Sunday, May 22, 2016

Books: Interview with talented author Larry D. Shackelford

Today, we're interviewing talented writer Larry D. Shackelford. Read on to find out more about his books and how he became a writer!

Larry, please tell us a little about you. Where are you from and what is your background?

I was raised in southwest Missouri where I received my college degree, but I received my education after I graduated and began working in a maximum-security federal prison.  After spending two years behind bars, I continued my law enforcement career as a criminal investigator, residing and working in eight states and two foreign countries.  I retired from law enforcement after twenty-five years of service and currently reside in Salt Lake City with my wife and cat.  I have continued to work a second career in healthcare.

How interesting! When did you realize you wanted to write and when did you start writing?

I started writing approximately ten years ago, before my retirement.  Over the years, I had met some
memorable people and found myself in some pretty insane situations.  I began writing mostly to entertain myself, and discovered I truly felt a passion to tell stories; I wanted to humanize law enforcement officers and also give victims a voice.  While working in Utah, I met a young woman who inspired the character "Ruth" in The Keresa Headdress.  Like Ruth, this woman was able to leave a polygamous southern Utah community and fulfill her dream of marrying the man of her dreams and basically pursue a normal life that average Americans take for granted.  I was pleasantly surprised to find that writing fiction stories was not only fun, but also therapeutic.  In many respects, writing fiction is very similar to completing a criminal investigation.  You have pieces of a unique puzzle, and you are tasked with putting them together in a fictional story with unlimited possibilities.  But, I believe it is important to be adventurous; not afraid to take chances with the plot and characters, as long as it's believable.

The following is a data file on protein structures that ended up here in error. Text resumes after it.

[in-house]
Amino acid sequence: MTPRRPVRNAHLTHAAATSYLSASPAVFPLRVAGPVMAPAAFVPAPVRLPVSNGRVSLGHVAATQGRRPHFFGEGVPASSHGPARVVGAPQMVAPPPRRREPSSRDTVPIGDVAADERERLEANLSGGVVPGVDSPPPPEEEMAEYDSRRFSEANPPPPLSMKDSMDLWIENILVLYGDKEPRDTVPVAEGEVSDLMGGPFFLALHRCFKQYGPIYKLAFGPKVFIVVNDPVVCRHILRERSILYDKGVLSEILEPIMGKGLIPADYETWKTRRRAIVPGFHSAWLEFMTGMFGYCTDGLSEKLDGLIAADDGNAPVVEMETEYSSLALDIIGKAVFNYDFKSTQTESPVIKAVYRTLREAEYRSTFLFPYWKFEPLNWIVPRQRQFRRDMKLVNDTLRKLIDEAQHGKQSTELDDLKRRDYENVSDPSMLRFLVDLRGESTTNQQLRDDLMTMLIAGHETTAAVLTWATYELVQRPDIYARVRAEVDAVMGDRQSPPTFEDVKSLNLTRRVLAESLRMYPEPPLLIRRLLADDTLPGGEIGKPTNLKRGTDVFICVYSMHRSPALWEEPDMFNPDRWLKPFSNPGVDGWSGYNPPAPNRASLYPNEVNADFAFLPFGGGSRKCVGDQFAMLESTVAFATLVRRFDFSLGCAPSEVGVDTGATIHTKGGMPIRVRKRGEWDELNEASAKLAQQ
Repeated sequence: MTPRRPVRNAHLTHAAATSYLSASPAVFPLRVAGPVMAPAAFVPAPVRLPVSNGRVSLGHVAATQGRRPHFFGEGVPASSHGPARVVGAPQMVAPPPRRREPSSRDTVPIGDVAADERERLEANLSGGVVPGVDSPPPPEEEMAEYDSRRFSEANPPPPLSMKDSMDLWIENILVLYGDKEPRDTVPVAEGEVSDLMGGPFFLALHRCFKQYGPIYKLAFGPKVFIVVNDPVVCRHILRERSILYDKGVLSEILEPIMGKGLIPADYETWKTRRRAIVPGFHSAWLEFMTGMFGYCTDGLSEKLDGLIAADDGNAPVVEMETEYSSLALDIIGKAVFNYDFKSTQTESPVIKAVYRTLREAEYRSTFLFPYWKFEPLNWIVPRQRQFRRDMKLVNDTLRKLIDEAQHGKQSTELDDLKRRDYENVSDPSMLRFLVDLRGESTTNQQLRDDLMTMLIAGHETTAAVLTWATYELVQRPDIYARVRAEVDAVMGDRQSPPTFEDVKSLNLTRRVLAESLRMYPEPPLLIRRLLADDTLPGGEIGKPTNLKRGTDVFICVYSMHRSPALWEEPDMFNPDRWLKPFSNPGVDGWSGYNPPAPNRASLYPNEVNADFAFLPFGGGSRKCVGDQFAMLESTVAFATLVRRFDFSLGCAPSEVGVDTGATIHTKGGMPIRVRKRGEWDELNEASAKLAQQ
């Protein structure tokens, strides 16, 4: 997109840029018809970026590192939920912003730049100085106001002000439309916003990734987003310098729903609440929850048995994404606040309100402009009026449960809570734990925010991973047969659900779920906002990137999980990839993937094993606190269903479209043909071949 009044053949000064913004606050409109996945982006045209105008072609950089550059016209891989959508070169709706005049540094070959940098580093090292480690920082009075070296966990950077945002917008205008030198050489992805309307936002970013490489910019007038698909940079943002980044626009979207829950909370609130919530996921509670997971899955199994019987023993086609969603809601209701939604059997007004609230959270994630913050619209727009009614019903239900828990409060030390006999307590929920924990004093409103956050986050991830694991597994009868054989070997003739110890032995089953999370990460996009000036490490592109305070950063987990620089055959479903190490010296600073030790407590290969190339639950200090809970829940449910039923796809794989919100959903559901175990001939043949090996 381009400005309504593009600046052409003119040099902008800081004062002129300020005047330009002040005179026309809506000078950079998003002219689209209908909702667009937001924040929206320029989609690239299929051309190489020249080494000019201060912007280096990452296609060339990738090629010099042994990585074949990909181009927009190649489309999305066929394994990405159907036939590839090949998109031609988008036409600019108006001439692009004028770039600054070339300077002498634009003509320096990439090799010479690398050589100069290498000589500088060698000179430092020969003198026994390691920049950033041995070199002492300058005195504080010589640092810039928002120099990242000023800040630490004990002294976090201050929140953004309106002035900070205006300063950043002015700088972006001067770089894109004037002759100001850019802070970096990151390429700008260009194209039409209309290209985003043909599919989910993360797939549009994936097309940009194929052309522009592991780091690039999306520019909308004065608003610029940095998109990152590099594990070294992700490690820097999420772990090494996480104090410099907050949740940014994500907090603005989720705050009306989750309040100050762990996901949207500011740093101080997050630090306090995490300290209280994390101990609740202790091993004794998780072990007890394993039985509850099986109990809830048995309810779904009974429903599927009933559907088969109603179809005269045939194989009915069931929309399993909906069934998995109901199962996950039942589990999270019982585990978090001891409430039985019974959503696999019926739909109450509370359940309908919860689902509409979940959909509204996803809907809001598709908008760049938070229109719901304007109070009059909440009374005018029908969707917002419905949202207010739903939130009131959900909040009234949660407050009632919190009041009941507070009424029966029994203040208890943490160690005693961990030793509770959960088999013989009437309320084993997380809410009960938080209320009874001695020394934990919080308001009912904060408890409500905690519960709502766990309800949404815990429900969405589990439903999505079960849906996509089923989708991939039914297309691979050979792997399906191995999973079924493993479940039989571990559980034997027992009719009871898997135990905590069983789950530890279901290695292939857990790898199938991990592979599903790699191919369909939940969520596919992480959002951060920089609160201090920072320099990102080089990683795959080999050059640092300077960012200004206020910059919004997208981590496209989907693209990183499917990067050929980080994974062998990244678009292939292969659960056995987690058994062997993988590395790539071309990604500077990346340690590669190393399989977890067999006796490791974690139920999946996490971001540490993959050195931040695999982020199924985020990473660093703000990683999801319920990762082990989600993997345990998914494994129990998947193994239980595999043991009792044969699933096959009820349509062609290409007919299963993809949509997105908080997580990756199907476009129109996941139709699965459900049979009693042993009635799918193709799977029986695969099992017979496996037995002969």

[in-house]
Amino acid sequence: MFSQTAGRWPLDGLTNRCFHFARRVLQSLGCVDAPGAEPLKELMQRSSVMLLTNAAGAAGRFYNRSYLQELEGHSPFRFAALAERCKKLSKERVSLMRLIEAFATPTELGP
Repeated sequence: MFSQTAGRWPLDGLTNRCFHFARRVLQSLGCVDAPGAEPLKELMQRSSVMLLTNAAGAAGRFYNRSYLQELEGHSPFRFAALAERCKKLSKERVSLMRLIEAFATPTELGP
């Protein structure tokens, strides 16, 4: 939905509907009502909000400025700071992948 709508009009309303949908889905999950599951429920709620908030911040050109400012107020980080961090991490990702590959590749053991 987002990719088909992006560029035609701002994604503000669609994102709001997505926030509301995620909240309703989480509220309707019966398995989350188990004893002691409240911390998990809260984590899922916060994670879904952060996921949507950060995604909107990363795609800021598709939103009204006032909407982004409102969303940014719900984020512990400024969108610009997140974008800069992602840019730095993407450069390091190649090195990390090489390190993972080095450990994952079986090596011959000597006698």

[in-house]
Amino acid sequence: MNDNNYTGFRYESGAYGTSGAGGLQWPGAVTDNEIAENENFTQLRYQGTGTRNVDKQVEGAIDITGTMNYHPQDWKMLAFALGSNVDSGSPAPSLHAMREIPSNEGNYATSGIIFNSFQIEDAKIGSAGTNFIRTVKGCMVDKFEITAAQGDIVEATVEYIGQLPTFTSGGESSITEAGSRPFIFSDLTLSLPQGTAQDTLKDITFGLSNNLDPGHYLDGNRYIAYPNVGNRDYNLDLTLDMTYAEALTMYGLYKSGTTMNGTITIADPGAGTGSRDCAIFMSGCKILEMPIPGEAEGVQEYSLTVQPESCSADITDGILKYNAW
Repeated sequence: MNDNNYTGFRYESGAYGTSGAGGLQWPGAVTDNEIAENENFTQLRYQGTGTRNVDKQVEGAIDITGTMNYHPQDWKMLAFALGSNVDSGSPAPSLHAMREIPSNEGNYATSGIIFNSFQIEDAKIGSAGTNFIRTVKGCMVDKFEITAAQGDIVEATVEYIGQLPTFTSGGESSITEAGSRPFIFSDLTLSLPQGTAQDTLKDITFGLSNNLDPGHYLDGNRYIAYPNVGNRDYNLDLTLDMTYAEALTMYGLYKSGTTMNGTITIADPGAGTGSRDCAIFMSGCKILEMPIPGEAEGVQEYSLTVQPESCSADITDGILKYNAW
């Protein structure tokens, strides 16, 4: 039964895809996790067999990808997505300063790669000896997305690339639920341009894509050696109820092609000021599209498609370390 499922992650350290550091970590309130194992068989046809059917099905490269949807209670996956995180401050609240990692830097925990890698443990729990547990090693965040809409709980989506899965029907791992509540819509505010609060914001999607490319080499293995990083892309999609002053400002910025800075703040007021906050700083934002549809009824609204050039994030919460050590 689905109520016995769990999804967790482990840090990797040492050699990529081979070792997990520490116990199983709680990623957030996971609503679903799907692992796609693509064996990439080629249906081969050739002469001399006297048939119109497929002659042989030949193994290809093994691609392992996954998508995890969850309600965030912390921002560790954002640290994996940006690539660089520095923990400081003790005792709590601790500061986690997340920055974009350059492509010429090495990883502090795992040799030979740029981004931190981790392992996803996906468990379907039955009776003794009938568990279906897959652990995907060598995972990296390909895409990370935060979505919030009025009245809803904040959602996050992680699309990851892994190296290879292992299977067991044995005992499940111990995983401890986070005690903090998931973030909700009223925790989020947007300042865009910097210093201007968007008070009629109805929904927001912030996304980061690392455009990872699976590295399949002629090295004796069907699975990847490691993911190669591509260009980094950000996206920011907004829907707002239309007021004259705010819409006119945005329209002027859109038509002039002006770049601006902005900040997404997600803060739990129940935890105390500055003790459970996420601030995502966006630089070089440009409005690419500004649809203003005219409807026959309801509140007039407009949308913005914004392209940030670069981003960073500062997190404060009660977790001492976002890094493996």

That's a pretty interesting comparison. What genre do you write and what's your target audience?

I mainly write crime, action adventure, science fiction, and romance novels for readers 13 to 90 years of age.  I especially enjoy writing stories with strong female characters, because I believe the fiction market is saturated with male characters depicted as the hero.  I have had the privilege of working with many outstanding female law enforcement officers and professionals.  I really believe that women have a special intuition, and this is an invaluable attribute, especially in law enforcement investigations.  I also believe it is important to have strong, interesting characters of all ages and explore how these characters interact with each other in fast-paced, stressful situations.

How many books have you published?  Do you have a favorite?

I currently have four books published, and my fifth release, The Quincunx Quarantine, is scheduled to be released this summer.  Without question, my favorite manuscript is The Keresa Headdress because it was enjoyable to show readers a different side of law enforcement, and to introduce them to the unique worlds of archaeology, polygamy, and illegal artifact trafficking.  I also enjoyed researching the historical and technical nature of the narrative.  My goals were to accurately reference archeological terms, time periods, and cultural aspects while staying true to the discipline of archaeology and oral traditions.  I was also concerned with showing reverence to the American Indian culture and heritage.  Looting sacred burial sites for financial gain is a systemic problem on public lands, and I wanted to bring this to the attention of the reader.

You're definitely sparking my interest in your character! What is your favorite quote, and who wrote it?

My favorite quote is by Sir Winston S. Churchill:

"Sure am I this day we are masters of our fate, that the task which has been set before us is not above our strength; that its pangs and toils are not beyond our endurance.  As long as we have faith in our own cause and an unconquerable will to win, victory will not be denied us."

This quote is displayed next to my work desk computer.  Seldom has a day gone by that I have not reflected upon his words.  I admire this quote because his poignant words are applicable to the journey of life.  We cannot be successful in this world as individuals; we all need to care for each other and stop competing against each other.  We all win together or we all lose together.